Rembrandt van Rijn, Nationalmuseum, Stockholm
Rembrandt’s masterpiece The Conspiracy of Claudius Civilis (1661–1662) is considered to be the most significant painting in a Nordic art collection. But does it have to stay in Stockholm? Couldn’t it hang in, say, Amsterdam instead? The painting belongs to the Royal Swedish Academy of Fine Arts, who demand 400,000 SEK (36,000 EUR) to continue the loan to the Nationalmuseum, where it has sat in state for 150 years. Apparently, this amount is so exorbitant that a private citizen had to save the work from being shipped abroad. Rembrandt’s painting was the work of the year as it shows that we are in the hands of cretins. The reason it had to stay is not that it belongs to some abstract cultural heritage, but because everyone, including people who can’t afford to travel abroad to visit museums, should be able to see it. On my part, I pored over the museum’s fine collection and read Carl-Johan Malmbergs fascinating study on said work, Ögonblicket mellan före och efter (The moment between before and after, 2023).
Elektronmusikstudion EMS – Art, Technology and Politics, Scenkonstmuseet, Stockholm
We have failed EMS and betrayed the future! During the progressive 1960s, one of the world’s first state-funded electronic music studios was created in Stockholm. Scenkonstmuseet’s retrospective was full of yellowed newspaper clippings and wondrous gadgets brimming with utopian energy. In an old television interview, EMS founder Knut Wiggen carefully explains how to make music using a “computer-machine.” You could listen to text-sound compositions and electro-acoustic pieces, to name a couple of the new aesthetic genres invented by the EMS circle. Sadly, I missed the evening dedicated to the pioneering composer Ralph Lundsten, who passed away in 2023, but I will be there for Kali Malone and Nadine Byrne’s contributions in the spring. This was the cultural achievement of the year.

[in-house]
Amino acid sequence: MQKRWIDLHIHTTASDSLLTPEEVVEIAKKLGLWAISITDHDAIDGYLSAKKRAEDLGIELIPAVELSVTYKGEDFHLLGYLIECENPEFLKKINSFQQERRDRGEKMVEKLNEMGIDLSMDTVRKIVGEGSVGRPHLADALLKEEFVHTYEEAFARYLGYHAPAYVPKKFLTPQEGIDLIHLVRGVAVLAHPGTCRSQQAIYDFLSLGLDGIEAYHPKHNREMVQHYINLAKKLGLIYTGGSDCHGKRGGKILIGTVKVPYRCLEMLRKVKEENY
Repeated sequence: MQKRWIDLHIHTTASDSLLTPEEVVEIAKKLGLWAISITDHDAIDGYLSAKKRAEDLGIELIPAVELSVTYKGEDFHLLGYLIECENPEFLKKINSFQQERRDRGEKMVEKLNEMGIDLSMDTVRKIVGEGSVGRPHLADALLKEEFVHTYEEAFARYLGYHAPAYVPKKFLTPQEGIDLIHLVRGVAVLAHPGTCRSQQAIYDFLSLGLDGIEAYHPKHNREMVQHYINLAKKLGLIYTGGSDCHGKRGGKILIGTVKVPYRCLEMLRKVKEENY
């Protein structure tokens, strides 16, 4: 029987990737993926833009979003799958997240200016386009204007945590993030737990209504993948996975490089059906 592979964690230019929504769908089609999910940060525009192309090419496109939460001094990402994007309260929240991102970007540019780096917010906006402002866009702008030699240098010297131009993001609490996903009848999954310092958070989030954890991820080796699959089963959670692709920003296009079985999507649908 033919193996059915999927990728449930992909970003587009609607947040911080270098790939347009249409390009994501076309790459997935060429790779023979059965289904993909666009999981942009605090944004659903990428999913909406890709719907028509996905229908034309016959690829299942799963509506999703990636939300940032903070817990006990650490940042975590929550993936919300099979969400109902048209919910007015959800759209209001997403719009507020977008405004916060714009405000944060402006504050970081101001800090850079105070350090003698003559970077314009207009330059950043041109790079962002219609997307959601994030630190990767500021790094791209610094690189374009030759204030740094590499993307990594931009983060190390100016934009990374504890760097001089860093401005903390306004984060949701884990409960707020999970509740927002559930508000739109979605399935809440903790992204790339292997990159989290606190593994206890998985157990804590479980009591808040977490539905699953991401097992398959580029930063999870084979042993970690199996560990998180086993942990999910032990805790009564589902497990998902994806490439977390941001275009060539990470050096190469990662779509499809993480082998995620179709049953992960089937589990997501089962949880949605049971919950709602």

Draw a Door in the Wall and Slip Through It, Belenius, Stockholm. Curated by Astrid Kajsa Nylander
This was the year of the commercial galleries. While the institutions told us what art ‘should’ look like (a recipe for conformism), the galleries were better at capturing what is happening on the art scene. For instance, the recent wave of young painters hardly left a trace at the institutions, while a small gallery like Belenius showcased two international group shows with contemporary painting. Currently on view is a funny and imaginative display curated by artist Astrid Kajsa Nylander and featuring cartoonish works by Beatrice Marchi, Frieda Toranzo-Jaeger, and Tanja Nis-Hansen. A butt is given eyes so that the cheeks seem to kiss each other – the dream of intimacy on equal terms? A woman is trying to chill when an angry man pops out of her knee, making her kick herself in the head – it must be the patriarchy ‘trolling’ away. In Sweden, a figurative painting show taking itself seriously as a feminist statement would have been hard to imagine just a few years ago. I guess some things are moving forward, after all!
Frans Josef Petersson is Kunstkritikk’s editor in Stockholm.
For this year’s contributions to the Advent Calendar, see here.